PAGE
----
AI | Detecting COVID-19 in Lungs with Deep Learning

Apr, 2024 | Health

“I encourage parents to talk to their doctors about how to protect their little ones against serious RSV illness, using either a vaccine given during pregnancy, or an RSV immunization given to your baby after birth”

Dr Mandy K Cohen

 Director for the Centers for Disease Control and Prevention (CDC) and the Administrator of the Agency for Toxic Substances and Disease Registry

 

Over the past few years, researchers have made great strides in applying machine learning and artificial intelligence to medical imaging. One area that has shown promise is using deep neural networks (DNNs) to analyze lung ultrasound images and detect signs of COVID-19. However, training these complex models requires vast amounts of high-quality medical data with accurate annotations, which can be difficult to obtain.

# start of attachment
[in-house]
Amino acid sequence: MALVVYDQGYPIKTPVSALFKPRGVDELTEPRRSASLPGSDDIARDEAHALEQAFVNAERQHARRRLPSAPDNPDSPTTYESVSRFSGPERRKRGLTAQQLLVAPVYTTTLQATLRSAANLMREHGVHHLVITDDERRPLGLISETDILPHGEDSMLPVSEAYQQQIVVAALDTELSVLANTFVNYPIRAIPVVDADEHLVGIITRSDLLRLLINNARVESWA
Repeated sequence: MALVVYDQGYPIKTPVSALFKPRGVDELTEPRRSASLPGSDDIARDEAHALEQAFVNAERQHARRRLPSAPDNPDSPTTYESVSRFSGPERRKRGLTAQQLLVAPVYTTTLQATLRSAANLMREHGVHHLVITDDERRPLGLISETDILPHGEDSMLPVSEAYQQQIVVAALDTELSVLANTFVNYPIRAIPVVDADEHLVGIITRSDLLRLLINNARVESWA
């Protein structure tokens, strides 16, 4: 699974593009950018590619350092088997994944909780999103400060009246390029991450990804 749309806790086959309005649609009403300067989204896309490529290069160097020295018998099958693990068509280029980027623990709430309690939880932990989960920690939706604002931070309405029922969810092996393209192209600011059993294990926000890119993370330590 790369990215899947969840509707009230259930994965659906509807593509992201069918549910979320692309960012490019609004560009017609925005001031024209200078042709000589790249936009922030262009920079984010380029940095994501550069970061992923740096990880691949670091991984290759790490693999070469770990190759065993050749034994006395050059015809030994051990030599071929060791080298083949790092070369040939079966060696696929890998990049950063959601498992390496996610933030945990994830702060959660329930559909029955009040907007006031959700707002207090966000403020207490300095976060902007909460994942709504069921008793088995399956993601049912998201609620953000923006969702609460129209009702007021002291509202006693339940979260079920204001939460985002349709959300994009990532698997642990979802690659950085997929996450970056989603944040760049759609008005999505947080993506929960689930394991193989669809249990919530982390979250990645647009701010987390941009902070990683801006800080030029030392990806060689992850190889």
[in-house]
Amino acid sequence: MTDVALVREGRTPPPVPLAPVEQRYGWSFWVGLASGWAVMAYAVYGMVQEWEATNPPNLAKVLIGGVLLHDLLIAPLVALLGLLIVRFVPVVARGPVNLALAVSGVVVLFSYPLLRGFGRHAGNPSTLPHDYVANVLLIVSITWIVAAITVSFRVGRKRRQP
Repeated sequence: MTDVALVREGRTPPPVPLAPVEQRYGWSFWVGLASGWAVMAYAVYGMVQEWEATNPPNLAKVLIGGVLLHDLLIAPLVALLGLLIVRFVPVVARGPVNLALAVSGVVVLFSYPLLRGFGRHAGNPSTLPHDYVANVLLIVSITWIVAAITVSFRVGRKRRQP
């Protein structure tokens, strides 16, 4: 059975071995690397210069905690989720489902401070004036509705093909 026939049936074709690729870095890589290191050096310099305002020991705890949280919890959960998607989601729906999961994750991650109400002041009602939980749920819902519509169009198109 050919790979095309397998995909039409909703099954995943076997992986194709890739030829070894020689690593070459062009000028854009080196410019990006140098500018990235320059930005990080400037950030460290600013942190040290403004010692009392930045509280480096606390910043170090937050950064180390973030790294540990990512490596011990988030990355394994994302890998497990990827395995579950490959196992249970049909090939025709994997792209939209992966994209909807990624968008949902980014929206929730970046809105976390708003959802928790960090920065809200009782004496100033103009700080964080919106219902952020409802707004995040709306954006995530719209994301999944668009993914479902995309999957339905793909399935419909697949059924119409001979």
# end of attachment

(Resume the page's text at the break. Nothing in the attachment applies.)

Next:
A team of researchers from Johns Hopkins University led by Dr. Muyinatu Bell investigated different strategies for training DNNs to detect COVID-19 features in lung ultrasounds using both real patient data and simulated ultrasound images generated with modeling software. Their goal was to determine the most effective training approach when real-world data is limited, as was often the case early in the pandemic.

Their findings, published in the journal Communications Medicine, provide valuable insights into how simulated medical data can help address limitations in training deep learning models for healthcare applications. With proper validation using real patient examples, simulated data shows promise as a supplement or alternative to limited annotated real-world examples. The strategies explored can help advance applications of artificial intelligence to interpret medical scans and aid diagnosis.